Uppity Harlot

Uppity Harlot


43 comments posted · 8 followers · following 0

5 years ago @ Crasstalk - In the Middle Open Thread · 0 replies · +2 points

They're great! I forgot that they haven't been officially approved for longer, but keep an eye out because the data is there. :)

5 years ago @ Crasstalk - In the Middle Open Thread · 3 replies · +6 points

For most people, the amount of levonorgestrel in the Mirena (hormones, 6 years) is minimal and stays pretty local and acts on the uterine lining. 80% of Mirena users stop bleeding completely within a year. The Paraguard (copper, 10+ years) can increase bleeding intensity and duration along with worsening cramps, but for some people it gets better over time. Another option lots of people forget about is the Nexplanon, the rod that goes in your arm and lasts 4 years. It can cause irregular spotting, though overall less bleeding than most people had before.

5 years ago @ Crasstalk - Crassiversary Weekend ... · 1 reply · +15 points

A patient of mine had Fox News on in an exam room this morning, and Fox and Friends were explaining how the protesters were entirely either "illegals" or "paid protesters from billionaires making $15/hour," not "real Americans." A true test of my professionalism after a night shift. (Also, hi! former lurker enticed out by the other thread here.)

5 years ago @ Crasstalk - Crassiversary Introduc... · 2 replies · +17 points

I'm delurking for the second time! Longtime reader of Jezebel, found this site through comments after it started, made an account long ago that lapsed. I still check in now and again.

As far as me, I'm an Ob/Gyn resident in the NYC area, married to another resident, planning a career in medicine and advocacy. I love cats, history, and talking about birth control. Grew up in the Seattle area, lived in Minnesota for 4 years. User name inspired by an epithet from a Planned Parenthood protestor :) So, hi!

7 years ago @ Crasstalk - Weekend Open Thread · 0 replies · +3 points

No worries! I saw a few patients in clinic with what it sounds like this could be and it sounds crazy terrifying.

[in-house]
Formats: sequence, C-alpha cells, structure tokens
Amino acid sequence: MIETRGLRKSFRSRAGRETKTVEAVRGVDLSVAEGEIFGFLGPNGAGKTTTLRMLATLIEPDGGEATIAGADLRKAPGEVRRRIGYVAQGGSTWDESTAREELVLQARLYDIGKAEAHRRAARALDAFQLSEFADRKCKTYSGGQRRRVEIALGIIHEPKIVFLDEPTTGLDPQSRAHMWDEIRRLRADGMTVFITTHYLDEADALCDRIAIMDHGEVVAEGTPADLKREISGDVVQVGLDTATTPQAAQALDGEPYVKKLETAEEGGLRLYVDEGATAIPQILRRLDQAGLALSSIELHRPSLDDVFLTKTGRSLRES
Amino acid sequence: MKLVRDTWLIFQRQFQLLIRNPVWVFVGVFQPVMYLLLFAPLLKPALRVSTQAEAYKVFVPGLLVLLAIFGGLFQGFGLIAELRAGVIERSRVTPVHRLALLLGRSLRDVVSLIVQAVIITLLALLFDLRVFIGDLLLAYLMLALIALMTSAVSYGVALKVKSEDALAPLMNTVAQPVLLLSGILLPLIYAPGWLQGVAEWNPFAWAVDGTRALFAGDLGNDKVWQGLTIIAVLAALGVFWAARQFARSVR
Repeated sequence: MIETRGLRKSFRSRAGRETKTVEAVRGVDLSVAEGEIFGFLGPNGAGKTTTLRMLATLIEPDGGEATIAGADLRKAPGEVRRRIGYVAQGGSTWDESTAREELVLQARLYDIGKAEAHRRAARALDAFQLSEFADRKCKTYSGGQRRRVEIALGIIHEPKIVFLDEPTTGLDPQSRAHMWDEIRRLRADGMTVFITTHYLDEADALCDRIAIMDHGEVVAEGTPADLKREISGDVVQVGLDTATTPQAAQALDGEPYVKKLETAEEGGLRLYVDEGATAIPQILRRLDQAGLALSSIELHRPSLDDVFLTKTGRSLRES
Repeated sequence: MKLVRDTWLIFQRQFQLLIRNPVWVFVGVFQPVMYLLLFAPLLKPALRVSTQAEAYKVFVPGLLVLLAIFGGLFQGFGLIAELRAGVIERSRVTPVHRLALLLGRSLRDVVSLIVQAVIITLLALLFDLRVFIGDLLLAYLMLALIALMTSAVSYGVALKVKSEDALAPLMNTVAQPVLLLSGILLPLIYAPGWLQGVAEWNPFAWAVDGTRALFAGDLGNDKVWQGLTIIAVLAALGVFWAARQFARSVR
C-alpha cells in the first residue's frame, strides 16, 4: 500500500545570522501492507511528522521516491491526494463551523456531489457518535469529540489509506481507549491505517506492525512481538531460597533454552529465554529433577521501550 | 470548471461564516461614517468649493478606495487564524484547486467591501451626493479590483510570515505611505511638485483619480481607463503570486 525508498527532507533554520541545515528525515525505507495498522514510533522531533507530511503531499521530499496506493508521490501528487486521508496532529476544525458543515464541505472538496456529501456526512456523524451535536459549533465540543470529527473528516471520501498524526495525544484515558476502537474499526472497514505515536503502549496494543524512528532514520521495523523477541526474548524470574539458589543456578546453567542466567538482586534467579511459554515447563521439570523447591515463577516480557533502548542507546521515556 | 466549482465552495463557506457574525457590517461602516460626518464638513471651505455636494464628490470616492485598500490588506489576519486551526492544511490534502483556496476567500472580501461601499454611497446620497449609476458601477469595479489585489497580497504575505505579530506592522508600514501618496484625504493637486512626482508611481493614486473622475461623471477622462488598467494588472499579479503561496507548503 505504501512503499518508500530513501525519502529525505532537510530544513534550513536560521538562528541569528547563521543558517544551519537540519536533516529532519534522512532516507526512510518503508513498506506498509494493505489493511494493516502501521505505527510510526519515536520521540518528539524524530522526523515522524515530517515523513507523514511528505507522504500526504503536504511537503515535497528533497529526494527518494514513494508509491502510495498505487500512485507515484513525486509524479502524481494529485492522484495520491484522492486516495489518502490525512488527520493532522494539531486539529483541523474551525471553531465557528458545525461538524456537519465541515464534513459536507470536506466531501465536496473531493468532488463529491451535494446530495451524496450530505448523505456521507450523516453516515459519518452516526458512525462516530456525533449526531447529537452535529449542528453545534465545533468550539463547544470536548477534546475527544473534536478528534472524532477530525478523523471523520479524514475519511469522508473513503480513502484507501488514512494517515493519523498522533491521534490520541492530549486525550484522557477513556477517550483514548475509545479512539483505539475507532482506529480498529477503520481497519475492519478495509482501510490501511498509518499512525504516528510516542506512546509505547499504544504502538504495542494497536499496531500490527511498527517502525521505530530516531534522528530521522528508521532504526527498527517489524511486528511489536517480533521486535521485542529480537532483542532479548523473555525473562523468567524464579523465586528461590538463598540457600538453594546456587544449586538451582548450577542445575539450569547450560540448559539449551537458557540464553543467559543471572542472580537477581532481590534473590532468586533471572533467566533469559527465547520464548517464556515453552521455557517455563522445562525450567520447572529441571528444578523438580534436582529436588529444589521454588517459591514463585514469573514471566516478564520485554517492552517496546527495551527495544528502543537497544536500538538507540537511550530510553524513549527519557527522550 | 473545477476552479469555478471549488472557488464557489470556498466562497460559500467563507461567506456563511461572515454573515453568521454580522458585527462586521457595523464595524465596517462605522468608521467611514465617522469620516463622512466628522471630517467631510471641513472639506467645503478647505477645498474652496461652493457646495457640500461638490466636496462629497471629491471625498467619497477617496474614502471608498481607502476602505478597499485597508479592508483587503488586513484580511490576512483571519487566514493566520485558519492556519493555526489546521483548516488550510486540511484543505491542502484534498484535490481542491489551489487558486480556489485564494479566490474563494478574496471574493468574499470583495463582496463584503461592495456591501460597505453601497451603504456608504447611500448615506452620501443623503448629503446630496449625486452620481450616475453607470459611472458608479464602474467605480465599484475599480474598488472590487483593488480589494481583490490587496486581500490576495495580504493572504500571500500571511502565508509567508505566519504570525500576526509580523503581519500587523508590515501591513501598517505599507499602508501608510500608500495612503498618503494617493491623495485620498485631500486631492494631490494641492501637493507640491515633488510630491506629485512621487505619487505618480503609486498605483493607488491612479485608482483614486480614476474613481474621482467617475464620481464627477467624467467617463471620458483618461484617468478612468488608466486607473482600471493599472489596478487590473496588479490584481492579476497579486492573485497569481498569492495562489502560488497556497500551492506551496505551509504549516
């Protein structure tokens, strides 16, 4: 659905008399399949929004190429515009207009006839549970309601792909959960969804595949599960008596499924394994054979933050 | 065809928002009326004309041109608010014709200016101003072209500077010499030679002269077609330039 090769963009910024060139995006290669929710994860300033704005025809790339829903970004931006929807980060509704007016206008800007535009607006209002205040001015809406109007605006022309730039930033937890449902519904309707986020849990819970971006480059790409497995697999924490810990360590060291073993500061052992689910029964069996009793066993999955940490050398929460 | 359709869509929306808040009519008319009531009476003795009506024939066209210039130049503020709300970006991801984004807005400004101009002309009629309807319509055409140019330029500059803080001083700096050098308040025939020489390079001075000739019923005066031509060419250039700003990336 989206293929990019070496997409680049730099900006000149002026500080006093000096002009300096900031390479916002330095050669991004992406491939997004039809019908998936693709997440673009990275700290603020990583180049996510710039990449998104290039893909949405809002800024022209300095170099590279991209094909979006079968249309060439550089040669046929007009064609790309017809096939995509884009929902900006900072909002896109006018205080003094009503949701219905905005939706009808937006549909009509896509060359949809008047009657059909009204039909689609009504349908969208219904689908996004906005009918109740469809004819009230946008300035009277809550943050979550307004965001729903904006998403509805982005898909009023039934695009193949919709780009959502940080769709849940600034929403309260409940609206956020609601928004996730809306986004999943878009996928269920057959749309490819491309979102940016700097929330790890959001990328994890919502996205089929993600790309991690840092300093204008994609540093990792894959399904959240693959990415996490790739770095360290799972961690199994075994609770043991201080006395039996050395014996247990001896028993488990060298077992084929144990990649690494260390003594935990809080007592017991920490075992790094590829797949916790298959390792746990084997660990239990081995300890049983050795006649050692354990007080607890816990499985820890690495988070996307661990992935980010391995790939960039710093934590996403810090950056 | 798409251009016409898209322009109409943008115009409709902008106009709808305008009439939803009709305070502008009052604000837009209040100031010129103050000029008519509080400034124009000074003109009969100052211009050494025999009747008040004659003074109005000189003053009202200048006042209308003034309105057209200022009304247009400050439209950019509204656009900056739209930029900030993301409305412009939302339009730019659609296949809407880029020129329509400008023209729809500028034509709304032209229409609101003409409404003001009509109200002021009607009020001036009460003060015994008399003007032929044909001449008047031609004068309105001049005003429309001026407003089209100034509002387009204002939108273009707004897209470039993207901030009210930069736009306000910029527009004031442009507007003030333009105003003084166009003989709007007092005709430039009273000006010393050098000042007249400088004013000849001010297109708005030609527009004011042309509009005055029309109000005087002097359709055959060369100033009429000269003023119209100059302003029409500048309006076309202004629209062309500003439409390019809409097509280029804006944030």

7 years ago @ Crasstalk - Weekend Open Thread · 2 replies · +2 points

Ok, I tried the comment/delete method. Let me know if it worked! Should I see a "comment deleted" thing?

7 years ago @ Crasstalk - Weekend Open Thread · 4 replies · +3 points

Actually the drug you'd want is called carbamazipine... Too many flash cards and I'm dropping syllables. How do you edit a comment?

7 years ago @ Crasstalk - Weekend Open Thread · 0 replies · +4 points

Sure, but I am only a 4th year med student. How can I send you an email address without posting it? (Since I'm weeks from applying to residency, I have to be super careful about what is public.) Your story is pretty classic for this condition, so you can totally try the ENT you're seeing anyway or even an urgent care clinic. Any decent GP should be able to prescribe the right treatment for it. Neurosurgery is a distant and unlikely possibility, and this is a reasonably common condition.

If it hadn't lasted so long, another thing to think about would be shingles, but it doesn't sound like there's a rash over the area. If there was one when or right before it started and shingles is a possibility, you could have postherpetic neuralgia and gabapentin would be better. /nerd

7 years ago @ Crasstalk - Weekend Open Thread · 8 replies · +6 points

There's a drug called carmezapine (has a relative that sounds similar and starts with an o, same drug class) that helps something like 80% of people with trigeminal neuralgia, but they'll want you to come in for blood tests periodically to make sure it isn't causing side effects. Other options are more traditional nerve pain drugs like baclofen, lamotrigine, and gabapentin, but they sometimes don't work quite work as well. Other options if meds don't work are gamma knife surgery or surgical decompression of the 5th cranial nerve. Go in soon and don't try to tough it out, though - they seem to think that the longer you let the nerve be irritated, the harder the over activity is to cure. (Source: just finished studying the neurology material for the USMLE boards.)

7 years ago @ Crasstalk - Thursday Open Thread · 0 replies · +7 points

Recommendations vary and are in flux right now. Everyone agrees you need one every year after 50. In practice, most of the time it depended on patients' family and medical history between 40 and 50, and lots of people who had no risk factors did them about every other year during their 40s.